Enterprise Value (EV) is a valuation metric alternative to traditional market capitalization that reflects the market value of an entire business. Like market cap, EV is a measure of what the market believes a company is worth. Enterprise value captures the cost of an entire business, including debt and equity. It is a sum of claims of all preferred shareholders, debt holders, security holders, common equity holders, and minority shareholders - unlike market cap, which only captures the total value of common equity securities.
EV is considered the theoretical purchase ("takeover") price of a business because a purchaser would take on the company's debt, while pocketing the company's cash and gaining a right to all of the company's future earnings.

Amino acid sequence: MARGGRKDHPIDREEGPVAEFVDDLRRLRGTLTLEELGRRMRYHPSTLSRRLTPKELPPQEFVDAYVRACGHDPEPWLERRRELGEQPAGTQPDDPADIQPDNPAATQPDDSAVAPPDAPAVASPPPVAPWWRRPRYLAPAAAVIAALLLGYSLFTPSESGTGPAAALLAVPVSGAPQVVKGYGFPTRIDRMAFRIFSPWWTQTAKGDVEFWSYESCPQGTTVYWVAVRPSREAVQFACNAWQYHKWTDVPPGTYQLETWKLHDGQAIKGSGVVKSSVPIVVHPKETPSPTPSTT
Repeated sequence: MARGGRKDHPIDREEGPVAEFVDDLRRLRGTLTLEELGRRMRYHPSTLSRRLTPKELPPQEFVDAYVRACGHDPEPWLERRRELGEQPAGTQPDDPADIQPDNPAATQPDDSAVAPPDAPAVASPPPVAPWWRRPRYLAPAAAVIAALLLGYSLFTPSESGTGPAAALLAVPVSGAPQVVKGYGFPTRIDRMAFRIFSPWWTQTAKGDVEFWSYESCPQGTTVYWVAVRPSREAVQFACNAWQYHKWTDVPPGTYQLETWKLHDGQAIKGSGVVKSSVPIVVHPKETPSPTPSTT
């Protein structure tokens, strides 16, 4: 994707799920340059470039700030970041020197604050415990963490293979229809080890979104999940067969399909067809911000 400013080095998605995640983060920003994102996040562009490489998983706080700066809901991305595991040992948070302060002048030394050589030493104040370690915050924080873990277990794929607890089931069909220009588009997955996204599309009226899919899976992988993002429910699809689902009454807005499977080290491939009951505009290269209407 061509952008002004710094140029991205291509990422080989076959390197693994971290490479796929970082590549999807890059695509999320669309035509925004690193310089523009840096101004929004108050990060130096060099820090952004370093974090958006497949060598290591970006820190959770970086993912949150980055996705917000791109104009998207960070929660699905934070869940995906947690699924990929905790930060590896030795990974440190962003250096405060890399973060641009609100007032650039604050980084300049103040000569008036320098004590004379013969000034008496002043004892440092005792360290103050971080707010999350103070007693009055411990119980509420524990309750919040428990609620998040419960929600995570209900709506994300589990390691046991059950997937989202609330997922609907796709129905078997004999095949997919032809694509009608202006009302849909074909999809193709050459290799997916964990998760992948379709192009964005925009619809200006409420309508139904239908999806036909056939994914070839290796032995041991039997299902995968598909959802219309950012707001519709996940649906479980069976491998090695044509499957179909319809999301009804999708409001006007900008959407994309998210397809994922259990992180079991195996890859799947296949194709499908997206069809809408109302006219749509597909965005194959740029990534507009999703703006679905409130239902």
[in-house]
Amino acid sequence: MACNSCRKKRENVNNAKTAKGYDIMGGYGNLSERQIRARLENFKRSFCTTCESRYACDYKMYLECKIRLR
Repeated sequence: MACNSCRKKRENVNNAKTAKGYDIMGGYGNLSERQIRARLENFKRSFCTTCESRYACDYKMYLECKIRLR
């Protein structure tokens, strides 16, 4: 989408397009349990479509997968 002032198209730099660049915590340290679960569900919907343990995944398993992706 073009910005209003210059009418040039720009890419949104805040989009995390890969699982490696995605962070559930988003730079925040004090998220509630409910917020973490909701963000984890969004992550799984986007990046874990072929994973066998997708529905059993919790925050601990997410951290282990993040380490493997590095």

Enterprise Value = Market Capitalization + Current Portion of Long Term Debt + Non-Current Portion of Long Term Debt + Book Value of Preferred Stock + Book Value of Minority Interest - Cash and Short Term Investments
Note: Some providers will subtract the value of Marketable Securities and certain Long Term Investments from the Enterprise Value of a company. This is a reasonable approach, but because of how our data provider aggregates data, we cannot separate marketable securities (or long term cash-like investments) from other investments, which may not be as liquid. Hence, we conservatively reduce Enterprise Value only by the value of Cash and Short Term Investments.